Generally, carbonaceous source materials such as bamboo, coconut, husk, willow peat, wood, coir, lignite, coal, and petroleum pitch are used to make activated coal.[7] After obtaining the charcoal, it is broken down into fine granular form. Further processes, such as treating the charcoal with water, O2, CO2, specific acids, and other chemicals, are required to activate it. This activating process removes impurities and creates, fine small granules. Gas adsorption determines that one gram of activated Carbon has a surface area in access of 3000 m2 (3200 sq ft) due to its high degree of microporing.[8] It is declared that activated charcoal will absorb most drugs and toxin rather than the normal charcoals.[9],[10]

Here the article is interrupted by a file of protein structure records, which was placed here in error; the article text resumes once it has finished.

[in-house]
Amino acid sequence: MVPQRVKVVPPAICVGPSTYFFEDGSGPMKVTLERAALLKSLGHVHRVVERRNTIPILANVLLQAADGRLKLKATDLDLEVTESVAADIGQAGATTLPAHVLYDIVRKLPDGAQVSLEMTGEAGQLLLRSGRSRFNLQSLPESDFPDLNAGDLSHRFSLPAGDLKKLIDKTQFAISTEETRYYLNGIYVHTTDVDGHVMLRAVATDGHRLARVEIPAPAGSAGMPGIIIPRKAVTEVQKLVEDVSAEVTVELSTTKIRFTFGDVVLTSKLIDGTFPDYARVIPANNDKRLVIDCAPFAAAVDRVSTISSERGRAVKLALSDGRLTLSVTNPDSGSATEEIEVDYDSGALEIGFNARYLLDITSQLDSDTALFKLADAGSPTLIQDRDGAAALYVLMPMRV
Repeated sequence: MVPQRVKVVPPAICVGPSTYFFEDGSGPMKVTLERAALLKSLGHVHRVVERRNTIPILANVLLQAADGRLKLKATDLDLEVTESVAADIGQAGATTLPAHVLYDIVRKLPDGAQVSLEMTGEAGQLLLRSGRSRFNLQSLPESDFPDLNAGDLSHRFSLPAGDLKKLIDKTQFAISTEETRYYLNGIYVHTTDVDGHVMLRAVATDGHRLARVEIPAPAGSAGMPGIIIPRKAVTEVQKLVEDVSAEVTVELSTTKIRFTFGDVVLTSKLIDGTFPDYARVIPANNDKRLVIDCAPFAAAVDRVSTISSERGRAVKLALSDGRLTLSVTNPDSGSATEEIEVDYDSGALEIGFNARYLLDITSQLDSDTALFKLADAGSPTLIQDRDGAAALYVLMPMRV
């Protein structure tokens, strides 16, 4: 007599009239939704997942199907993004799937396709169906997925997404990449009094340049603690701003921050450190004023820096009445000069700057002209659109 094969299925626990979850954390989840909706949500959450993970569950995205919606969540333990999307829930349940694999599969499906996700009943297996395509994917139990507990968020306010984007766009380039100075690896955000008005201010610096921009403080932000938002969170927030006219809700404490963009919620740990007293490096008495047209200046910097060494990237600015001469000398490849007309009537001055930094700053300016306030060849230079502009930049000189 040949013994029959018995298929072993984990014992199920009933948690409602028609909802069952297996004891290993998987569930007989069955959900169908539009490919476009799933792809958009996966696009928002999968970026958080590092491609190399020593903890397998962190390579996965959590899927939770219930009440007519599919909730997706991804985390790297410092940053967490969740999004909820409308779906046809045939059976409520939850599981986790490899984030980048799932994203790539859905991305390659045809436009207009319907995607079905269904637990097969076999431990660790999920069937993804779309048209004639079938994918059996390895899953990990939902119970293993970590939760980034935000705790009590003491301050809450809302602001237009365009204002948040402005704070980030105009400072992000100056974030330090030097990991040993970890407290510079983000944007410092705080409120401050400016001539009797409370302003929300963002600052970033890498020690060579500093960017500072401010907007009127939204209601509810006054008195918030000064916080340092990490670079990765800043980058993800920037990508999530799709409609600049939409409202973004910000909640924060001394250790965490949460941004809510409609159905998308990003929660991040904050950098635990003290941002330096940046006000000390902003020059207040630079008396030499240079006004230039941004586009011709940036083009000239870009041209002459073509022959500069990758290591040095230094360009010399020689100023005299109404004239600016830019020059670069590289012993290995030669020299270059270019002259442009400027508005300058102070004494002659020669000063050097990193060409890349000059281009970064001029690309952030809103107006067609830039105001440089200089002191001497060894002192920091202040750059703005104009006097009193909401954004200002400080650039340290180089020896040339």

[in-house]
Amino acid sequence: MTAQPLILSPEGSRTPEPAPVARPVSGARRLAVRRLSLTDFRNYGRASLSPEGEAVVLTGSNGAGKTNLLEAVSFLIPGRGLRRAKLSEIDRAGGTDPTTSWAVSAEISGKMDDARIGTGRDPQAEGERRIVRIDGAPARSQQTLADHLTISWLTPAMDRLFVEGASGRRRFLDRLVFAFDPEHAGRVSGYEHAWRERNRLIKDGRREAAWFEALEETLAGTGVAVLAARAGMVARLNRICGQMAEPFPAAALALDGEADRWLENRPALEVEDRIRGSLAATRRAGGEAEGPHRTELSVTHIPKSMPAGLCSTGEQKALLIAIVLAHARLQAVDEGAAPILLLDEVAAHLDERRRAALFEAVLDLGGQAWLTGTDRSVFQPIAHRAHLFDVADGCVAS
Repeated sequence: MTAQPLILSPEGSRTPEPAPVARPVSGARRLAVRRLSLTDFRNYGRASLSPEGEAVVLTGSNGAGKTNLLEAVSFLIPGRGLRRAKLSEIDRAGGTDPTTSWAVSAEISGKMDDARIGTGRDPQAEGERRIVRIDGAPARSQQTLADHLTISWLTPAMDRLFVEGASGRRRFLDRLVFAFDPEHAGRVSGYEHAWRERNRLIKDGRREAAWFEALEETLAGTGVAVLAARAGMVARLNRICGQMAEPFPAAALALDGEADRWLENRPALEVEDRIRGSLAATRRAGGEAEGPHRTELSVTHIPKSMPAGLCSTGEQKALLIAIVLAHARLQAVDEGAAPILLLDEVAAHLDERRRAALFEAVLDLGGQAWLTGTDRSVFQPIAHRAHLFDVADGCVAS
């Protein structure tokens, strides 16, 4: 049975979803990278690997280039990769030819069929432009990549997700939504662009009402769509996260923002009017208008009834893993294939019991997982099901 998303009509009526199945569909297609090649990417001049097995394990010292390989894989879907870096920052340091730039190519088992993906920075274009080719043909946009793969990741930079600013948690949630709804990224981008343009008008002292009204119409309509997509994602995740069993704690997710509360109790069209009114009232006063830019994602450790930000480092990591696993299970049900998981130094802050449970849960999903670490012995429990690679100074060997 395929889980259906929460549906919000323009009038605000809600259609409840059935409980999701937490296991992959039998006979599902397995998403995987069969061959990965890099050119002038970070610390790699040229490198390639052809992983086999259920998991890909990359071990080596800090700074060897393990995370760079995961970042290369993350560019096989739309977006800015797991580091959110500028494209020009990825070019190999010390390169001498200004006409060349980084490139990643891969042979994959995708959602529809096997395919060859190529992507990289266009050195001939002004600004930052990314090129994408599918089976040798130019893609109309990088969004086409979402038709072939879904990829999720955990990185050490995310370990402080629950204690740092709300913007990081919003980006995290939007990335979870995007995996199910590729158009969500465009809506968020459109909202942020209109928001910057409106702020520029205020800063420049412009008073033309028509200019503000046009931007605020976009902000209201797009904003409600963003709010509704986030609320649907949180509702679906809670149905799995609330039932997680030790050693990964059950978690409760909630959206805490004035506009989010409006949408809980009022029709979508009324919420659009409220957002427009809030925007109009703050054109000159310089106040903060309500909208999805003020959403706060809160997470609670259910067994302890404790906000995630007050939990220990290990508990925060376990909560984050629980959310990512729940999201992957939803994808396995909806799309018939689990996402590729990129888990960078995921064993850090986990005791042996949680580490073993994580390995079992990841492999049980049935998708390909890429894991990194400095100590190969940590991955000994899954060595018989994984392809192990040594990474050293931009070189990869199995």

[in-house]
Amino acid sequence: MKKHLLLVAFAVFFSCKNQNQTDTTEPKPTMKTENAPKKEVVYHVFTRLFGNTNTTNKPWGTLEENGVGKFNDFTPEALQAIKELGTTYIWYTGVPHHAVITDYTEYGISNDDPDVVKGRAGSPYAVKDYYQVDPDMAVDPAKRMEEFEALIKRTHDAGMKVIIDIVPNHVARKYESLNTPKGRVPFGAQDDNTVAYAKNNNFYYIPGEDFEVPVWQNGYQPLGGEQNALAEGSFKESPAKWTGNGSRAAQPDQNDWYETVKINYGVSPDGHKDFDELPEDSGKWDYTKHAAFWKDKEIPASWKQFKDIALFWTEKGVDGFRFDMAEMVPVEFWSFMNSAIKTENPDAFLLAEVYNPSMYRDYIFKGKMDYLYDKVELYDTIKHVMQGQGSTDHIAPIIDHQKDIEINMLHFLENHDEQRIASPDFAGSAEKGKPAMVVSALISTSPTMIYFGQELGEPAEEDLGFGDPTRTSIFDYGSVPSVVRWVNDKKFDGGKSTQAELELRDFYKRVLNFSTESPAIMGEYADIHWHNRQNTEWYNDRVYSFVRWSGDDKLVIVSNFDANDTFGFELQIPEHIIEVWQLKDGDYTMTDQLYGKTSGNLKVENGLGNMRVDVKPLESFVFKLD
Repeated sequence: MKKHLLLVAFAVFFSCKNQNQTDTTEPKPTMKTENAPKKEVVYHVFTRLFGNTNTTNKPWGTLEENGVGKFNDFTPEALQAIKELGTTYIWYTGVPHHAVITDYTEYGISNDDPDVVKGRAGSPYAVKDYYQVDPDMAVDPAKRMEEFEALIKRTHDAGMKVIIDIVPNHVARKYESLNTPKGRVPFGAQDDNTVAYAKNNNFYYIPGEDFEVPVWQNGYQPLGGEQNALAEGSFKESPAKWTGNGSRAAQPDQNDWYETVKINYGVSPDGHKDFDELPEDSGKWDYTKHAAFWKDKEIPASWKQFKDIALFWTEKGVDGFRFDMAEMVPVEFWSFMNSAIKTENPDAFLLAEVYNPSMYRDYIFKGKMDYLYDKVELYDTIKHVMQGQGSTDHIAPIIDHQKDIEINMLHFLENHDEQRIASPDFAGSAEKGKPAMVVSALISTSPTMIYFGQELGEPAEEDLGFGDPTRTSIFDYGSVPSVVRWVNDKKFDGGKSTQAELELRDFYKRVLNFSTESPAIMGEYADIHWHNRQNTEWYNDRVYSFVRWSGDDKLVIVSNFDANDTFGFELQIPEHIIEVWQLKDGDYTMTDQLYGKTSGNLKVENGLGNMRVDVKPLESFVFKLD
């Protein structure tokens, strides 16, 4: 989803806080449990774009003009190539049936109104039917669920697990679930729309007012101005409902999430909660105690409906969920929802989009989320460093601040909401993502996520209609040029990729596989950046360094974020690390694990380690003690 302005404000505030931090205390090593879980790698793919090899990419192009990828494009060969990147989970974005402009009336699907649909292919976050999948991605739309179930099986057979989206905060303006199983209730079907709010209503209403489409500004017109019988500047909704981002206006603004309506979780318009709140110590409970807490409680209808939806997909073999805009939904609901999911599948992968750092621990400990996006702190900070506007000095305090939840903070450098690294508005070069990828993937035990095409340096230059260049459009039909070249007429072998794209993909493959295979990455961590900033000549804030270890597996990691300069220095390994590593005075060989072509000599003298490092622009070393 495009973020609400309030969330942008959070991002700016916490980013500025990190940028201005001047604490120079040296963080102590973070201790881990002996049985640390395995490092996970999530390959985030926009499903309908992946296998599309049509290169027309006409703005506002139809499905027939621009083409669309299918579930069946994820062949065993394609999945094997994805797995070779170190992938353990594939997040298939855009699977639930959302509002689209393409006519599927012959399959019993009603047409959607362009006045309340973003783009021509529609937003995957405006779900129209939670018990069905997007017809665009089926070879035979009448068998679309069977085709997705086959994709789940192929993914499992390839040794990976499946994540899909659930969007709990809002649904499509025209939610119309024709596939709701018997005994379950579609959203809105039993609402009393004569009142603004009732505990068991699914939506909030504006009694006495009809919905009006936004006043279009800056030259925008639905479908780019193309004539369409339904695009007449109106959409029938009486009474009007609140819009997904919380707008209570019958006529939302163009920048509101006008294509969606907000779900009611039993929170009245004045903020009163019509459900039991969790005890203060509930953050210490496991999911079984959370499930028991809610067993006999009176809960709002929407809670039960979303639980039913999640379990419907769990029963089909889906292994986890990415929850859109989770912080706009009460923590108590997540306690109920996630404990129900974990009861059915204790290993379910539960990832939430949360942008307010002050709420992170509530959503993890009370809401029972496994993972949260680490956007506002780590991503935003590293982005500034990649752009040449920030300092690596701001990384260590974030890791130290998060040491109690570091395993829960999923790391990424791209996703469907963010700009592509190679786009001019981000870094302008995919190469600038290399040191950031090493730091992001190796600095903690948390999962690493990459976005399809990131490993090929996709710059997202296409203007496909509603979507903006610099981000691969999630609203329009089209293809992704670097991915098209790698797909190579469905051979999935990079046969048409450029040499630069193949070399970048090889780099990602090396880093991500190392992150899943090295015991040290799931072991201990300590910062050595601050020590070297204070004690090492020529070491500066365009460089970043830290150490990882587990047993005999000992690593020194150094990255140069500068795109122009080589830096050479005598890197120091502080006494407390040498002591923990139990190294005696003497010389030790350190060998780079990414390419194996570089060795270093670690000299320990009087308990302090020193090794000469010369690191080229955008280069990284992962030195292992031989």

Activated charcoal is an allowed substance used by organic farmers in both livestock production and wine making. In case of livestock production it is used as pesticide, animal feed additive, processing aid, nonagricultural ingredient and disinfectants.[11] In organic wine making purposes activated carbon is used as a processing agent to adsorb brown color pigments from white grape concentrates.[12] Sometimes it is used as biochar.

Due to its multifunctional nature, activated carbon filtration is an effective water treatment process. Depending on the type of contamination, several types of activated carbon filtering processes and equipment are recommended.[12]

Considering all these facts this study was designed to investigate the antimicrobial traits of different coal samples (naturally produced and coal mediated commercial products) available in Bangladesh through the agar well diffusion method and the micro dilutions method.

 Materials and Methods

Study area, sampling, sample processing and microbiological analysis